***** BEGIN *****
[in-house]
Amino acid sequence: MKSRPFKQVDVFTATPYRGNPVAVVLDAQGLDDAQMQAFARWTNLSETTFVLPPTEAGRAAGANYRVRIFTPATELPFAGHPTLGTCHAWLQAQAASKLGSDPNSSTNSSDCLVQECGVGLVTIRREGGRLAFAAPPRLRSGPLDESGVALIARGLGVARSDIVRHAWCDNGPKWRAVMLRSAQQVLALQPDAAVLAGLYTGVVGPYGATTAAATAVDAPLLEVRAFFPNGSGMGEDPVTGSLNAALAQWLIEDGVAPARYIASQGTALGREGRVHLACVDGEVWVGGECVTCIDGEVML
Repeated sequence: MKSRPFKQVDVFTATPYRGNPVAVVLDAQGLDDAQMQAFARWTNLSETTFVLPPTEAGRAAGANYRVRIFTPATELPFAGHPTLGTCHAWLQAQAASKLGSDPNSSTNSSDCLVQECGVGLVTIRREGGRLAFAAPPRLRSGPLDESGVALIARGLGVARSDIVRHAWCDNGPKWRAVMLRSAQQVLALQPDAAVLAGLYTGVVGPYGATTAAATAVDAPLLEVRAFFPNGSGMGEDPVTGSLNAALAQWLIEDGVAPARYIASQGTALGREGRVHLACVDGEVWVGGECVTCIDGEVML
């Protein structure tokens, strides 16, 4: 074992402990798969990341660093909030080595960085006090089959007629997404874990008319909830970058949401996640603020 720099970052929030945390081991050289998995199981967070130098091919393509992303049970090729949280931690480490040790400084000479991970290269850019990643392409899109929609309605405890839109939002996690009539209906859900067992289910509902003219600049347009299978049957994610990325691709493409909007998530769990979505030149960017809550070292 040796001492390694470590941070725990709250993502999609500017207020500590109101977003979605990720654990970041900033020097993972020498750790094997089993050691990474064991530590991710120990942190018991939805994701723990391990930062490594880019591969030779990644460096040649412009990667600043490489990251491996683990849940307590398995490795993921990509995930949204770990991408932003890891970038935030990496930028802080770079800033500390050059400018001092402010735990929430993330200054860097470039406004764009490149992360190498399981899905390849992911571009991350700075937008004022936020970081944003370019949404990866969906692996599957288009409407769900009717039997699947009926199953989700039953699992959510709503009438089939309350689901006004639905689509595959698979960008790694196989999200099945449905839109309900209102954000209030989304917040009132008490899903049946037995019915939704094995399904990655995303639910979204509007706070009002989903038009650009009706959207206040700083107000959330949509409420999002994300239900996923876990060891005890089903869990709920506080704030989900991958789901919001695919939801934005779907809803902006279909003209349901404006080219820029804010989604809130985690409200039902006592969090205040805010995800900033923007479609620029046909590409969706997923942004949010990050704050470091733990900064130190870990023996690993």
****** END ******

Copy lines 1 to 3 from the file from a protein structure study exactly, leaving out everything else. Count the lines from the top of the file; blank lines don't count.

[in-house]
Amino acid sequence: MKSRPFKQVDVFTATPYRGNPVAVVLDAQGLDDAQMQAFARWTNLSETTFVLPPTEAGRAAGANYRVRIFTPATELPFAGHPTLGTCHAWLQAQAASKLGSDPNSSTNSSDCLVQECGVGLVTIRREGGRLAFAAPPRLRSGPLDESGVALIARGLGVARSDIVRHAWCDNGPKWRAVMLRSAQQVLALQPDAAVLAGLYTGVVGPYGATTAAATAVDAPLLEVRAFFPNGSGMGEDPVTGSLNAALAQWLIEDGVAPARYIASQGTALGREGRVHLACVDGEVWVGGECVTCIDGEVML
Repeated sequence: MKSRPFKQVDVFTATPYRGNPVAVVLDAQGLDDAQMQAFARWTNLSETTFVLPPTEAGRAAGANYRVRIFTPATELPFAGHPTLGTCHAWLQAQAASKLGSDPNSSTNSSDCLVQECGVGLVTIRREGGRLAFAAPPRLRSGPLDESGVALIARGLGVARSDIVRHAWCDNGPKWRAVMLRSAQQVLALQPDAAVLAGLYTGVVGPYGATTAAATAVDAPLLEVRAFFPNGSGMGEDPVTGSLNAALAQWLIEDGVAPARYIASQGTALGREGRVHLACVDGEVWVGGECVTCIDGEVML